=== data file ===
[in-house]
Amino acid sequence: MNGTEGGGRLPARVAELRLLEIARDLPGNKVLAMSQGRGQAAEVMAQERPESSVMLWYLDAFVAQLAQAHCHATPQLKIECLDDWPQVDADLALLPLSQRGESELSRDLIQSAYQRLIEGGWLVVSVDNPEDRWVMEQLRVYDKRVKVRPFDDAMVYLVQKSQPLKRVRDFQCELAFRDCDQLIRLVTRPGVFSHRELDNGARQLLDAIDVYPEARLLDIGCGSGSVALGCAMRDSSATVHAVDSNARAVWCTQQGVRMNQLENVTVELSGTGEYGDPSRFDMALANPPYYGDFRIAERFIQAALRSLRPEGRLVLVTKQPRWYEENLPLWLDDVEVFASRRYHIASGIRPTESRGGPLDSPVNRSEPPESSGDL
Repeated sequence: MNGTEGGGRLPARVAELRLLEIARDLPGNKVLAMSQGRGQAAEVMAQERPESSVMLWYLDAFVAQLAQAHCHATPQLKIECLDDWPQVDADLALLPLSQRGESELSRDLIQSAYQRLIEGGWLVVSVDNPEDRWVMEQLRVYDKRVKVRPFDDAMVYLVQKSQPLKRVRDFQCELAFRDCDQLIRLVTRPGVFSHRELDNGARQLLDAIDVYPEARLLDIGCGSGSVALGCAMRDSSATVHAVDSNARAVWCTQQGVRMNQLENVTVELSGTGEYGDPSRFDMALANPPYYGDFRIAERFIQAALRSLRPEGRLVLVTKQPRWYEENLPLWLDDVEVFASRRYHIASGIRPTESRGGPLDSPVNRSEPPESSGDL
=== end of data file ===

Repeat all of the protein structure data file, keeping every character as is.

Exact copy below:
[in-house]
Amino acid sequence: MNGTEGGGRLPARVAELRLLEIARDLPGNKVLAMSQGRGQAAEVMAQERPESSVMLWYLDAFVAQLAQAHCHATPQLKIECLDDWPQVDADLALLPLSQRGESELSRDLIQSAYQRLIEGGWLVVSVDNPEDRWVMEQLRVYDKRVKVRPFDDAMVYLVQKSQPLKRVRDFQCELAFRDCDQLIRLVTRPGVFSHRELDNGARQLLDAIDVYPEARLLDIGCGSGSVALGCAMRDSSATVHAVDSNARAVWCTQQGVRMNQLENVTVELSGTGEYGDPSRFDMALANPPYYGDFRIAERFIQAALRSLRPEGRLVLVTKQPRWYEENLPLWLDDVEVFASRRYHIASGIRPTESRGGPLDSPVNRSEPPESSGDL
Repeated sequence: MNGTEGGGRLPARVAELRLLEIARDLPGNKVLAMSQGRGQAAEVMAQERPESSVMLWYLDAFVAQLAQAHCHATPQLKIECLDDWPQVDADLALLPLSQRGESELSRDLIQSAYQRLIEGGWLVVSVDNPEDRWVMEQLRVYDKRVKVRPFDDAMVYLVQKSQPLKRVRDFQCELAFRDCDQLIRLVTRPGVFSHRELDNGARQLLDAIDVYPEARLLDIGCGSGSVALGCAMRDSSATVHAVDSNARAVWCTQQGVRMNQLENVTVELSGTGEYGDPSRFDMALANPPYYGDFRIAERFIQAALRSLRPEGRLVLVTKQPRWYEENLPLWLDDVEVFASRRYHIASGIRPTESRGGPLDSPVNRSEPPESSGDL